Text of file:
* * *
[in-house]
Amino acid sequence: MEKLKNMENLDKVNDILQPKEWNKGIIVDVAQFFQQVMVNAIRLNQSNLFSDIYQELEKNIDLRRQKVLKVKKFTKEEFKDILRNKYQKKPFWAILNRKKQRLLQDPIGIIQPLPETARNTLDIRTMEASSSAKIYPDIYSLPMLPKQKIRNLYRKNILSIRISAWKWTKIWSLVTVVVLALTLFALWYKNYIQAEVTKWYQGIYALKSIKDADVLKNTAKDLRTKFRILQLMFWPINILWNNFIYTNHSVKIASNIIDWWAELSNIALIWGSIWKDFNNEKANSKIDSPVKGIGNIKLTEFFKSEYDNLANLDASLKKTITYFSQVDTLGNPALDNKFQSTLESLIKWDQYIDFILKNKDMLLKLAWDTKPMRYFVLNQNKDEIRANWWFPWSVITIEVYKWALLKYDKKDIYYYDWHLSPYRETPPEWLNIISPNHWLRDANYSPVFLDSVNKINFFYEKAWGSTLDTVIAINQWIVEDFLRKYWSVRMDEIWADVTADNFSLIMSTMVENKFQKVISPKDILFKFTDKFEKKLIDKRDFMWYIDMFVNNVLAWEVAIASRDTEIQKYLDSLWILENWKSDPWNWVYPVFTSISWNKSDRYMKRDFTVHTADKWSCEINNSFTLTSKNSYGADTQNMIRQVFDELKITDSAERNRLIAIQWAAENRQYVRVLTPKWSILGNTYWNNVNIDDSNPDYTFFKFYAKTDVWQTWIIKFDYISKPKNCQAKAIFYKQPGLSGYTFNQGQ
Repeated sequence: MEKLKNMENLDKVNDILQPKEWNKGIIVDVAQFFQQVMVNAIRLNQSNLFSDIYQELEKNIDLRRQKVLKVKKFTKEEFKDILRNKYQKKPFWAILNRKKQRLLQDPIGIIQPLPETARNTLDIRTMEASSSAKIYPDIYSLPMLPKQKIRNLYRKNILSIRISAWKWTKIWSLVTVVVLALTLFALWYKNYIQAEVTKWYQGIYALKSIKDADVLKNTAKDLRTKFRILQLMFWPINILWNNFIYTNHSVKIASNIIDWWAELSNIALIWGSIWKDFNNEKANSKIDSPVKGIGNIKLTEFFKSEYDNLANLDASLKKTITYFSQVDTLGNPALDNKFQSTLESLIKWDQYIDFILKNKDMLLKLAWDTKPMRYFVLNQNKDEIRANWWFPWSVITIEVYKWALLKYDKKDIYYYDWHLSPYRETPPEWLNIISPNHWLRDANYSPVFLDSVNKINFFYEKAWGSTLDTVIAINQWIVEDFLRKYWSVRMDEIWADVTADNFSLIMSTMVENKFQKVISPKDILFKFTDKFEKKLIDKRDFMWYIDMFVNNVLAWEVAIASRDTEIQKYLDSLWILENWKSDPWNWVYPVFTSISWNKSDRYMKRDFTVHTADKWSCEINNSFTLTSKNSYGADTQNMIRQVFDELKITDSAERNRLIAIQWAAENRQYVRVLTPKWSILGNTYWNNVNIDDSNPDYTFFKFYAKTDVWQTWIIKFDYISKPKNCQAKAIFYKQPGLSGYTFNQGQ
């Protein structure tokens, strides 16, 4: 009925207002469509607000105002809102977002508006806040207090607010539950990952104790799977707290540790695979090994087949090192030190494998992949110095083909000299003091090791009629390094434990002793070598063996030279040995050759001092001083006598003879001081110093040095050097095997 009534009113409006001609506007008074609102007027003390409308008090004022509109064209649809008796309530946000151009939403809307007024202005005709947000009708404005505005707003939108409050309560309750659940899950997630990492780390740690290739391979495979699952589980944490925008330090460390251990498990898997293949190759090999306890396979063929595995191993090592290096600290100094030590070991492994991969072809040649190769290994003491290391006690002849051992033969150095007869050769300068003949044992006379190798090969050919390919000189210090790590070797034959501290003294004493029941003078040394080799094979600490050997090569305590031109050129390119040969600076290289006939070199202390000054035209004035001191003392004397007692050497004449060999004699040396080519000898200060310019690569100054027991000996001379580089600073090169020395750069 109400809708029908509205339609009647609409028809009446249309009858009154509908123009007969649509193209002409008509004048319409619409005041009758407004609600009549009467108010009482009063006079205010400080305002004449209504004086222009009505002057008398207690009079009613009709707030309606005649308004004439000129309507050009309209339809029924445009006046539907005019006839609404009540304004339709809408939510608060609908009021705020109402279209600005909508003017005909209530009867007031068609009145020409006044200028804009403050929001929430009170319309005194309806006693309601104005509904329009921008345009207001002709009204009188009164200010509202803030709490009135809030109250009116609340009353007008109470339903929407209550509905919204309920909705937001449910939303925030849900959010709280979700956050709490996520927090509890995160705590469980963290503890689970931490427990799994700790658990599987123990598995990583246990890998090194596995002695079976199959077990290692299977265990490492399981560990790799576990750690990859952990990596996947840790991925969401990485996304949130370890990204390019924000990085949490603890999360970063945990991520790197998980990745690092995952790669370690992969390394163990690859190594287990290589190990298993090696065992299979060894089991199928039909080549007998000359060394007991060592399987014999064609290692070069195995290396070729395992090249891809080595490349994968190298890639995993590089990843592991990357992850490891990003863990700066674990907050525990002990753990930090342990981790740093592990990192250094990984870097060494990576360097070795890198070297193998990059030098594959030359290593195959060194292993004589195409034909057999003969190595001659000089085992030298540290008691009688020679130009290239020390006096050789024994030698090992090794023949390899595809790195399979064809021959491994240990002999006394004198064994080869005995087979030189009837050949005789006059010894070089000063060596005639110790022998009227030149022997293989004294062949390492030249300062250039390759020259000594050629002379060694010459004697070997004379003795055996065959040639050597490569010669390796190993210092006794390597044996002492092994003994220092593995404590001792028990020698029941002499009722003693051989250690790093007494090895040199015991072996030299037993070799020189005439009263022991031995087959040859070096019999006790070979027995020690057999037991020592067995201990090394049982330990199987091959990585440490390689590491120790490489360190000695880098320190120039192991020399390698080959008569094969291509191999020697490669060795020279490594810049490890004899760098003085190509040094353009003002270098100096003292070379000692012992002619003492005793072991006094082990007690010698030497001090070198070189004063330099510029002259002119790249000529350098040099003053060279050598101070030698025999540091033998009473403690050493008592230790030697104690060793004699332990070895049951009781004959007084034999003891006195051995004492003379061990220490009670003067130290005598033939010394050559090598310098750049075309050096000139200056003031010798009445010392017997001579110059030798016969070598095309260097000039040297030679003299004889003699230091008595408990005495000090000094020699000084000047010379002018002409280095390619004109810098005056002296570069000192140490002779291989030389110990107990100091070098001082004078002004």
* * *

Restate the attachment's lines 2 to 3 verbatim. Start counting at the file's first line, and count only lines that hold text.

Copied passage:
Amino acid sequence: MEKLKNMENLDKVNDILQPKEWNKGIIVDVAQFFQQVMVNAIRLNQSNLFSDIYQELEKNIDLRRQKVLKVKKFTKEEFKDILRNKYQKKPFWAILNRKKQRLLQDPIGIIQPLPETARNTLDIRTMEASSSAKIYPDIYSLPMLPKQKIRNLYRKNILSIRISAWKWTKIWSLVTVVVLALTLFALWYKNYIQAEVTKWYQGIYALKSIKDADVLKNTAKDLRTKFRILQLMFWPINILWNNFIYTNHSVKIASNIIDWWAELSNIALIWGSIWKDFNNEKANSKIDSPVKGIGNIKLTEFFKSEYDNLANLDASLKKTITYFSQVDTLGNPALDNKFQSTLESLIKWDQYIDFILKNKDMLLKLAWDTKPMRYFVLNQNKDEIRANWWFPWSVITIEVYKWALLKYDKKDIYYYDWHLSPYRETPPEWLNIISPNHWLRDANYSPVFLDSVNKINFFYEKAWGSTLDTVIAINQWIVEDFLRKYWSVRMDEIWADVTADNFSLIMSTMVENKFQKVISPKDILFKFTDKFEKKLIDKRDFMWYIDMFVNNVLAWEVAIASRDTEIQKYLDSLWILENWKSDPWNWVYPVFTSISWNKSDRYMKRDFTVHTADKWSCEINNSFTLTSKNSYGADTQNMIRQVFDELKITDSAERNRLIAIQWAAENRQYVRVLTPKWSILGNTYWNNVNIDDSNPDYTFFKFYAKTDVWQTWIIKFDYISKPKNCQAKAIFYKQPGLSGYTFNQGQ
Repeated sequence: MEKLKNMENLDKVNDILQPKEWNKGIIVDVAQFFQQVMVNAIRLNQSNLFSDIYQELEKNIDLRRQKVLKVKKFTKEEFKDILRNKYQKKPFWAILNRKKQRLLQDPIGIIQPLPETARNTLDIRTMEASSSAKIYPDIYSLPMLPKQKIRNLYRKNILSIRISAWKWTKIWSLVTVVVLALTLFALWYKNYIQAEVTKWYQGIYALKSIKDADVLKNTAKDLRTKFRILQLMFWPINILWNNFIYTNHSVKIASNIIDWWAELSNIALIWGSIWKDFNNEKANSKIDSPVKGIGNIKLTEFFKSEYDNLANLDASLKKTITYFSQVDTLGNPALDNKFQSTLESLIKWDQYIDFILKNKDMLLKLAWDTKPMRYFVLNQNKDEIRANWWFPWSVITIEVYKWALLKYDKKDIYYYDWHLSPYRETPPEWLNIISPNHWLRDANYSPVFLDSVNKINFFYEKAWGSTLDTVIAINQWIVEDFLRKYWSVRMDEIWADVTADNFSLIMSTMVENKFQKVISPKDILFKFTDKFEKKLIDKRDFMWYIDMFVNNVLAWEVAIASRDTEIQKYLDSLWILENWKSDPWNWVYPVFTSISWNKSDRYMKRDFTVHTADKWSCEINNSFTLTSKNSYGADTQNMIRQVFDELKITDSAERNRLIAIQWAAENRQYVRVLTPKWSILGNTYWNNVNIDDSNPDYTFFKFYAKTDVWQTWIIKFDYISKPKNCQAKAIFYKQPGLSGYTFNQGQ